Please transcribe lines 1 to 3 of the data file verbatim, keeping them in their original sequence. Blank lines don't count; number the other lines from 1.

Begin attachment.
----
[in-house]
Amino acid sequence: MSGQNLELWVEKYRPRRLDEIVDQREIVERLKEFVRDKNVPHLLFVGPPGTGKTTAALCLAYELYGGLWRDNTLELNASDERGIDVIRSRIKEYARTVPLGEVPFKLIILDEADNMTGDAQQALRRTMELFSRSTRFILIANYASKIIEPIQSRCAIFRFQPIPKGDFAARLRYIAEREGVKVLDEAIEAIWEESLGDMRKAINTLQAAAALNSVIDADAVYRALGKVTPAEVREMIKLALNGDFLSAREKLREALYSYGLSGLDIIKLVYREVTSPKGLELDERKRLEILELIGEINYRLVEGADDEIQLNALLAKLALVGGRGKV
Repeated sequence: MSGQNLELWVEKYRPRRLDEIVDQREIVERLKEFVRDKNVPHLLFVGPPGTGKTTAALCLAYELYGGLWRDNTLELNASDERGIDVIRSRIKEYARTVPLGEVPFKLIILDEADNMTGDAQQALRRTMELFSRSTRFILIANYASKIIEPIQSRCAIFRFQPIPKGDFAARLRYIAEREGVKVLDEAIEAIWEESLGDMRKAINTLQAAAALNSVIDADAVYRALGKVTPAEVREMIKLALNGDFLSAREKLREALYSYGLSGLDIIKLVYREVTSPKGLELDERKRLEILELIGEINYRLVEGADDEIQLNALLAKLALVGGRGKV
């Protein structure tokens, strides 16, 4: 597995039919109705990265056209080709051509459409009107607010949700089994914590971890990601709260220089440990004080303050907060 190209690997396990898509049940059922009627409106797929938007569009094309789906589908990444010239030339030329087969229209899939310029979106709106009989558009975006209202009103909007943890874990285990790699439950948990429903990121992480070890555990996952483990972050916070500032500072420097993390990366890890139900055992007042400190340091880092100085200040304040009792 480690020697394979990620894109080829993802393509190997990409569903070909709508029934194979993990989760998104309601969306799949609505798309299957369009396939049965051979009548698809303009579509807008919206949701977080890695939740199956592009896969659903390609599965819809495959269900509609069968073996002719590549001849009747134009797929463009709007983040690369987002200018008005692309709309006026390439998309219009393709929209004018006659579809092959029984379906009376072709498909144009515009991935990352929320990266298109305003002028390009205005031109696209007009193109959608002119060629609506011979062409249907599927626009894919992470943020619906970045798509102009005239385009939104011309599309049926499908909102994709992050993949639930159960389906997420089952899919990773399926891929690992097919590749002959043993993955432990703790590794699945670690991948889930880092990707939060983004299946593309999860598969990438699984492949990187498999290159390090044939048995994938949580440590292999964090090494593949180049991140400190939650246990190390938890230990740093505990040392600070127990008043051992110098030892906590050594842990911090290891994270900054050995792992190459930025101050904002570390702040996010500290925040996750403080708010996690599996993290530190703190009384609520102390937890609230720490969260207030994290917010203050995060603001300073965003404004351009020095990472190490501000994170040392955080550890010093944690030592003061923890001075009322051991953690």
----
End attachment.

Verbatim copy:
[in-house]
Amino acid sequence: MSGQNLELWVEKYRPRRLDEIVDQREIVERLKEFVRDKNVPHLLFVGPPGTGKTTAALCLAYELYGGLWRDNTLELNASDERGIDVIRSRIKEYARTVPLGEVPFKLIILDEADNMTGDAQQALRRTMELFSRSTRFILIANYASKIIEPIQSRCAIFRFQPIPKGDFAARLRYIAEREGVKVLDEAIEAIWEESLGDMRKAINTLQAAAALNSVIDADAVYRALGKVTPAEVREMIKLALNGDFLSAREKLREALYSYGLSGLDIIKLVYREVTSPKGLELDERKRLEILELIGEINYRLVEGADDEIQLNALLAKLALVGGRGKV
Repeated sequence: MSGQNLELWVEKYRPRRLDEIVDQREIVERLKEFVRDKNVPHLLFVGPPGTGKTTAALCLAYELYGGLWRDNTLELNASDERGIDVIRSRIKEYARTVPLGEVPFKLIILDEADNMTGDAQQALRRTMELFSRSTRFILIANYASKIIEPIQSRCAIFRFQPIPKGDFAARLRYIAEREGVKVLDEAIEAIWEESLGDMRKAINTLQAAAALNSVIDADAVYRALGKVTPAEVREMIKLALNGDFLSAREKLREALYSYGLSGLDIIKLVYREVTSPKGLELDERKRLEILELIGEINYRLVEGADDEIQLNALLAKLALVGGRGKV